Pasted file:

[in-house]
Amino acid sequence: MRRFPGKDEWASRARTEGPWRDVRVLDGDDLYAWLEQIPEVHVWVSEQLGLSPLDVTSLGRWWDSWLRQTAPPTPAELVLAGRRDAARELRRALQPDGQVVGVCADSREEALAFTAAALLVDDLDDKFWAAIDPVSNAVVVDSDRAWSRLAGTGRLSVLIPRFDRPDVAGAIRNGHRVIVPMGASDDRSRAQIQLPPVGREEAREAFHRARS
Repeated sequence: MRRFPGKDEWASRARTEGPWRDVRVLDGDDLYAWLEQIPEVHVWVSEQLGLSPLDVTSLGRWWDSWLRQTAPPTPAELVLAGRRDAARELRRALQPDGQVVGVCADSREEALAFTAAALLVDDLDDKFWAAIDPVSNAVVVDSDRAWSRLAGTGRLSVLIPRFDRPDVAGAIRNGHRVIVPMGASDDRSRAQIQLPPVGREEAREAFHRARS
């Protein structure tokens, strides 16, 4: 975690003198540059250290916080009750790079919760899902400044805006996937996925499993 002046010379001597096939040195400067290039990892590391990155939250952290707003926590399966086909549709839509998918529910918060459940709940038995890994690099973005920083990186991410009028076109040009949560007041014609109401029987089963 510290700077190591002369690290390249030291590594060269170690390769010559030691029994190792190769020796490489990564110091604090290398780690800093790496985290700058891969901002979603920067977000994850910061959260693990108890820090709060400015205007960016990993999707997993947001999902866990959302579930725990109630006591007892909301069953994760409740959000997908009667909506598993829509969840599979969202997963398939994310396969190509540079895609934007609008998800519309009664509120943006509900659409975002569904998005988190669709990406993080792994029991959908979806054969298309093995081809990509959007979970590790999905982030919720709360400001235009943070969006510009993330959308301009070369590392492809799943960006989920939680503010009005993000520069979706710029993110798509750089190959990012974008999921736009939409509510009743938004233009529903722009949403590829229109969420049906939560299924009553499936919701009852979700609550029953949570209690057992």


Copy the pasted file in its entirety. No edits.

[in-house]
Amino acid sequence: MRRFPGKDEWASRARTEGPWRDVRVLDGDDLYAWLEQIPEVHVWVSEQLGLSPLDVTSLGRWWDSWLRQTAPPTPAELVLAGRRDAARELRRALQPDGQVVGVCADSREEALAFTAAALLVDDLDDKFWAAIDPVSNAVVVDSDRAWSRLAGTGRLSVLIPRFDRPDVAGAIRNGHRVIVPMGASDDRSRAQIQLPPVGREEAREAFHRARS
Repeated sequence: MRRFPGKDEWASRARTEGPWRDVRVLDGDDLYAWLEQIPEVHVWVSEQLGLSPLDVTSLGRWWDSWLRQTAPPTPAELVLAGRRDAARELRRALQPDGQVVGVCADSREEALAFTAAALLVDDLDDKFWAAIDPVSNAVVVDSDRAWSRLAGTGRLSVLIPRFDRPDVAGAIRNGHRVIVPMGASDDRSRAQIQLPPVGREEAREAFHRARS
């Protein structure tokens, strides 16, 4: 975690003198540059250290916080009750790079919760899902400044805006996937996925499993 002046010379001597096939040195400067290039990892590391990155939250952290707003926590399966086909549709839509998918529910918060459940709940038995890994690099973005920083990186991410009028076109040009949560007041014609109401029987089963 510290700077190591002369690290390249030291590594060269170690390769010559030691029994190792190769020796490489990564110091604090290398780690800093790496985290700058891969901002979603920067977000994850910061959260693990108890820090709060400015205007960016990993999707997993947001999902866990959302579930725990109630006591007892909301069953994760409740959000997908009667909506598993829509969840599979969202997963398939994310396969190509540079895609934007609008998800519309009664509120943006509900659409975002569904998005988190669709990406993080792994029991959908979806054969298309093995081809990509959007979970590790999905982030919720709360400001235009943070969006510009993330959308301009070369590392492809799943960006989920939680503010009005993000520069979706710029993110798509750089190959990012974008999921736009939409509510009743938004233009529903722009949403590829229109969420049906939560299924009553499936919701009852979700609550029953949570209690057992």